36. People who wear striped sweaters should be avoided at all costs.

37. Try to make your neck as unattractive as possible.

38. Don’t ever say something along the lines of “Cemeteries don’t scare me. I find them peaceful.”

39. Don’t open the closet door.

40. Don’t. Go. To. Sleep.

 


The Streak, Part II

skating rink

 

Note: Click here to read the first part of this story.

 

Sharon paused in the midst of comforting me as I lay sprawled on the skating rink floor, not quite certain that she had heard me correctly. “The naked man? What naked man?”

Just then , the Hellions on Wheels both came racing up, trying to make it look like they had been nowhere in the county when this tragic misfortune had befallen me. They immediately launched into overly-dramatic poses of concern, wringing their hands and making noises of lamentation and grief. I really, really hated them with an intense passion.

Meanwhile, the rest of the skating crowd paused for roughly three seconds to determine my status and assess any possible impact this new development might have on their own lives. Upon seeing that I was clearly not dead, and noting the absence of any blood pools or exposed bone, the crowd was quickly over it and went back to circling the giant room and looking for sexual partners.

In fact, several of the skaters didn’t even bother to slow down, choosing instead to whiz around us and glare at me like I was one of the reasons for the downfall of mankind. Well, excuse me, Teenage Stud-Wannabe with the feathered hair, so sorry that I nearly died and accidentally disrupted some tenuous love connection you had going on with that slut in the designer skates just ahead of you.

With all this commotion, Sharon apparently forgot all about my request for a naked man. Or at least she never mentioned it again. Instead, she helped me to my feet, brushed me off, and our little quartet of drama and juvenile delinquency wandered off the rink.

Needless to say, I no longer cared very much for the skating rink outings. Of course, this did not deter Sharon and Mom in their quest for romantic companionship. We continued to visit the rink quite often, the Hellions continued to torment any victim they could find, and I continued to wonder what the nuns were thinking every time we rolled by in a cloud of dust.

At least Sharon tried to mix up the manhunt venues in an effort to minimize potential boredom. She and Mom would also go bowling. (Remember that point in the 70s when nearly everyone in the country joined a bowling league of some kind? It was truly a moment of temporary national insanity.)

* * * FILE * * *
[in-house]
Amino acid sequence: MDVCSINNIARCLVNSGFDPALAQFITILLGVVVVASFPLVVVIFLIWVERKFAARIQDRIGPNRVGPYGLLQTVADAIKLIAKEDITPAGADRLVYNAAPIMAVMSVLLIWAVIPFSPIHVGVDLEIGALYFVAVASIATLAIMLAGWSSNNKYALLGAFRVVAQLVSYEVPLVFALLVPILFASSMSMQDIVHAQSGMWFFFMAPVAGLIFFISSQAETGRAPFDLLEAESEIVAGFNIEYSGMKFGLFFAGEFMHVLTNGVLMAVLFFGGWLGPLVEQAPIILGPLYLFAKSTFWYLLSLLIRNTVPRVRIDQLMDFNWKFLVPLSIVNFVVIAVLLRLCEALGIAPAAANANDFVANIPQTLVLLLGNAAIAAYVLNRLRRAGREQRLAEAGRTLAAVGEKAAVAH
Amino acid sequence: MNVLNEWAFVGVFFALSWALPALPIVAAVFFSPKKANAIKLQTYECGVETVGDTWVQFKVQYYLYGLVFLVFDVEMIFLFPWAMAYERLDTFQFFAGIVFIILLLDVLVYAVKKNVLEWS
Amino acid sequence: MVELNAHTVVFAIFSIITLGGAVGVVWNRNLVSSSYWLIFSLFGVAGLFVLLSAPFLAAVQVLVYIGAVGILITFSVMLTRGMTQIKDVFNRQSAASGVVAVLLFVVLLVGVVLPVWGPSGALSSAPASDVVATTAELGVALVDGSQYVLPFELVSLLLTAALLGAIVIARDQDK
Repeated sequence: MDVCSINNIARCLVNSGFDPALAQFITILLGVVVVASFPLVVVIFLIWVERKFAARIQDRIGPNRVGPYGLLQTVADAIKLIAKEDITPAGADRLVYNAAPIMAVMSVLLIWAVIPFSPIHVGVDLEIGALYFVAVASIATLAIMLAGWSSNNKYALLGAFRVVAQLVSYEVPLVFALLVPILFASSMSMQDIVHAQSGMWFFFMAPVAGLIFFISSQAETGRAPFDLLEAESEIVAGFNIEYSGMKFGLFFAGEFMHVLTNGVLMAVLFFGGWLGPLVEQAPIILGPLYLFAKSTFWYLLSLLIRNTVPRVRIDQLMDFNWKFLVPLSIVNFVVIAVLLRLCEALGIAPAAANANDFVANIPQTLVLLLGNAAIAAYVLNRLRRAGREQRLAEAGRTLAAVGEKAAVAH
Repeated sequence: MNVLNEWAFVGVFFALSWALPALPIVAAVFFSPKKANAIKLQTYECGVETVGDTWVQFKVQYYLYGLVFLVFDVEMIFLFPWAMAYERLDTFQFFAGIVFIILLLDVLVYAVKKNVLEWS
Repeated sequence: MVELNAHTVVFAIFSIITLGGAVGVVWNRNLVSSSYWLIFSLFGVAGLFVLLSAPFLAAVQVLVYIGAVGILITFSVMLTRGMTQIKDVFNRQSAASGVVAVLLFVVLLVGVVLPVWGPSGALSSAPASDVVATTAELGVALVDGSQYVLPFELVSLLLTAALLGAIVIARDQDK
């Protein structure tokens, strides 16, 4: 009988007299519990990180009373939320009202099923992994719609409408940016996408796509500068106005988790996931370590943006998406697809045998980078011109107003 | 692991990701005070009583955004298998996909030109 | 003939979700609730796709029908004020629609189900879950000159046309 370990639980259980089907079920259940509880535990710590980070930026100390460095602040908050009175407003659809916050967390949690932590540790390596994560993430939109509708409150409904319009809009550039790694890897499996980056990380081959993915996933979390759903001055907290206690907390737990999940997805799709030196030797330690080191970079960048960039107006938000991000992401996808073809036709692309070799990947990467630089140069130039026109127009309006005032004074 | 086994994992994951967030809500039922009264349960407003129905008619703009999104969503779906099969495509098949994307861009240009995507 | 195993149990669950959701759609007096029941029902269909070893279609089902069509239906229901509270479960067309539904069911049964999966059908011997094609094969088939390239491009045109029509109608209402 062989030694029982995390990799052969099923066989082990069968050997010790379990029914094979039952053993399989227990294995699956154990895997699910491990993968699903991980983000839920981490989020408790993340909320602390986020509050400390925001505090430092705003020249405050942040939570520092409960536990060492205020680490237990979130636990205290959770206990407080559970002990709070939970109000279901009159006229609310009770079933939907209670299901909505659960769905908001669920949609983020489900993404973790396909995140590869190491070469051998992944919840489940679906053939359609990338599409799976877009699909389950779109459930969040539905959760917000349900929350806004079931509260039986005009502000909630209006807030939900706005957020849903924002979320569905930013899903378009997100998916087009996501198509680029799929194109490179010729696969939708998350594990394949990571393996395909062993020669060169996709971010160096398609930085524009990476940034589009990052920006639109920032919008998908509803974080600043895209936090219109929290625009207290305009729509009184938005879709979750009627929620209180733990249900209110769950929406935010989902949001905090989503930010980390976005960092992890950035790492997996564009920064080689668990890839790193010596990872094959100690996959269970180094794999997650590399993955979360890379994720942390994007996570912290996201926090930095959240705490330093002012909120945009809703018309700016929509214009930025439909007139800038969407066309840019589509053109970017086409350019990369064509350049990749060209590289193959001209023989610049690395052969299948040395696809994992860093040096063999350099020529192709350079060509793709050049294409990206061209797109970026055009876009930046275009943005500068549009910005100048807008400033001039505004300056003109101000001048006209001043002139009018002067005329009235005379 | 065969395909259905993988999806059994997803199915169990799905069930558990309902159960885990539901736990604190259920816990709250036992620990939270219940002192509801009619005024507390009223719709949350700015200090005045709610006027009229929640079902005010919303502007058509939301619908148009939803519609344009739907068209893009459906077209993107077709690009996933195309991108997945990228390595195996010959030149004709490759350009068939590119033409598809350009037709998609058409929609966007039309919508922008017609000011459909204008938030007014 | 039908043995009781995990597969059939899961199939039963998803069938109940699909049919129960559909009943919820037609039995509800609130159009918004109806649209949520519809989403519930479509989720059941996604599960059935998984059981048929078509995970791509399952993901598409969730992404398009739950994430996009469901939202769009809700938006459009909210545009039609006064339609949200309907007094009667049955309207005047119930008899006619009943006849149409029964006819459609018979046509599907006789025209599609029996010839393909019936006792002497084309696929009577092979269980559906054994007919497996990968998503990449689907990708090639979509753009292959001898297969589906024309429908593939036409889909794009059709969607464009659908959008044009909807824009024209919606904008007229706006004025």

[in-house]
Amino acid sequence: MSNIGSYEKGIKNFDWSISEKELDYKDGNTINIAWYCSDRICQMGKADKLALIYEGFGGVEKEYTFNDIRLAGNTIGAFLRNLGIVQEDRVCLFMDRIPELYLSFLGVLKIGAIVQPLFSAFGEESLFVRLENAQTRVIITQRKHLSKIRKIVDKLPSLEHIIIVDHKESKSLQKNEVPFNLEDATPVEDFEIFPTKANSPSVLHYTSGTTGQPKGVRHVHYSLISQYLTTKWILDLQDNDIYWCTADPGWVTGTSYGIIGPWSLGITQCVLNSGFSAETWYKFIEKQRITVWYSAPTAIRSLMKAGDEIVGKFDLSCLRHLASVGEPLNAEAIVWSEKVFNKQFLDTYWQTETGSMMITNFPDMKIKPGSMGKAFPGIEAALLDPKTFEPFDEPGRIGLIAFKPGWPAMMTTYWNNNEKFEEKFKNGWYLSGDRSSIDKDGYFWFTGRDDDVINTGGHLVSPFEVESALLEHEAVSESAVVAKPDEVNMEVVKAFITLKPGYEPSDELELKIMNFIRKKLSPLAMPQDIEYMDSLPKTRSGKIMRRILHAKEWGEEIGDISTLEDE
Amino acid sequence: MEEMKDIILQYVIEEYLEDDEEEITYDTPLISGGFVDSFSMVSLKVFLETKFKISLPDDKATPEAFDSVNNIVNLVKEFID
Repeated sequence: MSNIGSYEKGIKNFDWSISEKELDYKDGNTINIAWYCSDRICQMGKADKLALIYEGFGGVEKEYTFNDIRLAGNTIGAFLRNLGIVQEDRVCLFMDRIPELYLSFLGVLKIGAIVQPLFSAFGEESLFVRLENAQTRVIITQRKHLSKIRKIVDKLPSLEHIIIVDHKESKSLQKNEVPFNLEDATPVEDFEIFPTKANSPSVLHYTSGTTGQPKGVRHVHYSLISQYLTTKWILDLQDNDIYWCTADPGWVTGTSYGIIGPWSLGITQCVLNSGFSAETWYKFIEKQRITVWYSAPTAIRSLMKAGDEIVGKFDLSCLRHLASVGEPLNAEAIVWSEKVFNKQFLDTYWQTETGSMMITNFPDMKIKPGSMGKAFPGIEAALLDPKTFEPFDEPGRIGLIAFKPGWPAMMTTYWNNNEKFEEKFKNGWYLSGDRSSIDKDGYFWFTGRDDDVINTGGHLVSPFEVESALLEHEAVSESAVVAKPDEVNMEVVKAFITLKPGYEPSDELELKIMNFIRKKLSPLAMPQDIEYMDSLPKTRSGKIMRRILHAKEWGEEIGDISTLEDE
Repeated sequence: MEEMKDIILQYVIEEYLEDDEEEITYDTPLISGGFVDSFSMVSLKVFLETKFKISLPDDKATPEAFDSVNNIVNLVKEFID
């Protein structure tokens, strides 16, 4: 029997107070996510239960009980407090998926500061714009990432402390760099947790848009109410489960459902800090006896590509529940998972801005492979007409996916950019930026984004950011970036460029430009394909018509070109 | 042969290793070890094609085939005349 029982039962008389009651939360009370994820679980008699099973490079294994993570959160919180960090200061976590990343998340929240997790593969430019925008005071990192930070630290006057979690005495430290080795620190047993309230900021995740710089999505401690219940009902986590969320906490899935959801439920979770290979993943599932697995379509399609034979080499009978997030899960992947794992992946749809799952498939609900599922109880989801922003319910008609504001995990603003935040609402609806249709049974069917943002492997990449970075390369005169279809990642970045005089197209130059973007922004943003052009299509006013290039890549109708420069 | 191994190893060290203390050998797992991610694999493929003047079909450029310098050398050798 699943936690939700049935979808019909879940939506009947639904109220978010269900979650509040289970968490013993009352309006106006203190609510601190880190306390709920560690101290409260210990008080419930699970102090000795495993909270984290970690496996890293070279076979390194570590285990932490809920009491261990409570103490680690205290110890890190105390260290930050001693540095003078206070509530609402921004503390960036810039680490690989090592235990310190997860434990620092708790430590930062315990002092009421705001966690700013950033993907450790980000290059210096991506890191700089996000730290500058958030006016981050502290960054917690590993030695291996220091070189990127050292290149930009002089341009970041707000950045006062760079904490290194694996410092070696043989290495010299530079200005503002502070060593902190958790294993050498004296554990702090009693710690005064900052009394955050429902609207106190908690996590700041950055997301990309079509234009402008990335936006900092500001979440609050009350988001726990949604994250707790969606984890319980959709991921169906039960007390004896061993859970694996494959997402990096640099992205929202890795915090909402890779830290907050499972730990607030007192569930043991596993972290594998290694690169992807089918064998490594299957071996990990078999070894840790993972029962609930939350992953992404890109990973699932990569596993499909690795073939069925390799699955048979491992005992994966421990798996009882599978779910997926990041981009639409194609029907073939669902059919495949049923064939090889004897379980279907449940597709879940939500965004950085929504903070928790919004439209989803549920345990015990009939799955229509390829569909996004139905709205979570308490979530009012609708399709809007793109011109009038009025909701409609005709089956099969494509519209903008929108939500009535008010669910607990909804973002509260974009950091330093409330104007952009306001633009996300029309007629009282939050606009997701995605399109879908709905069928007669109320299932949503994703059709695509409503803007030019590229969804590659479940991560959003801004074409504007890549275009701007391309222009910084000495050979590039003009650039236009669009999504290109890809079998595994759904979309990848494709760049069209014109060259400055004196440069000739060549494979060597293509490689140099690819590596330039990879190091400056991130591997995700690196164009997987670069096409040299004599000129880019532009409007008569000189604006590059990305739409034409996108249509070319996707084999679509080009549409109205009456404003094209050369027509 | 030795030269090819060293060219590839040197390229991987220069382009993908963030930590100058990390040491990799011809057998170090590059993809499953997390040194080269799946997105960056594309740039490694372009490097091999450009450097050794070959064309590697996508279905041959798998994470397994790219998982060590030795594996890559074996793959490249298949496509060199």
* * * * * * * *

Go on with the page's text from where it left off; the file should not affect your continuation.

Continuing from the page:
Trouble is, bowling alleys are not designed for children. They are designed to maximize the profits off of drunken, rowdy adults who get lit and then continue to pay for additional games even though their bowling skills slide deeper into the toilet as the night progresses. Eventually, no one cares what their score is as long as the beer keeps coming.

In this environment, the younger crowd has to entertain themselves. Granted, back in that day, kids still knew how to use their imagination to come up with interesting things to pass the time. (Unlike the modern age, where every new child-targeted product seems to have “And you don’t even have to drag your fat ass off the couch!” as a design principle.) But still, creativity will only get you so far in a noisy barn full of drunken people who high-five a lot. Eventually, a bored child will do anything.

You could watch the grown-ups bowl for a little while, and maybe even be slightly invested when mommy or daddy did something loud and fancy that made some people cheer and other people use naughty words. But once you had the basics of the game down, you really didn’t need to see the same actions performed a hundred times. You roll the ball and knock over the wooden things. Got it. Can we go play in the street now?

Most bowling alleys had pinball machines. This was also a diversion that started out pleasantly enough but quickly lost its luster. For one thing, you had to have money to play these noisy contraptions. You might score a dollar or two from your distracted parents, but this stipend usually did not last very long, especially since you weren’t the right height and really didn’t know what you were doing.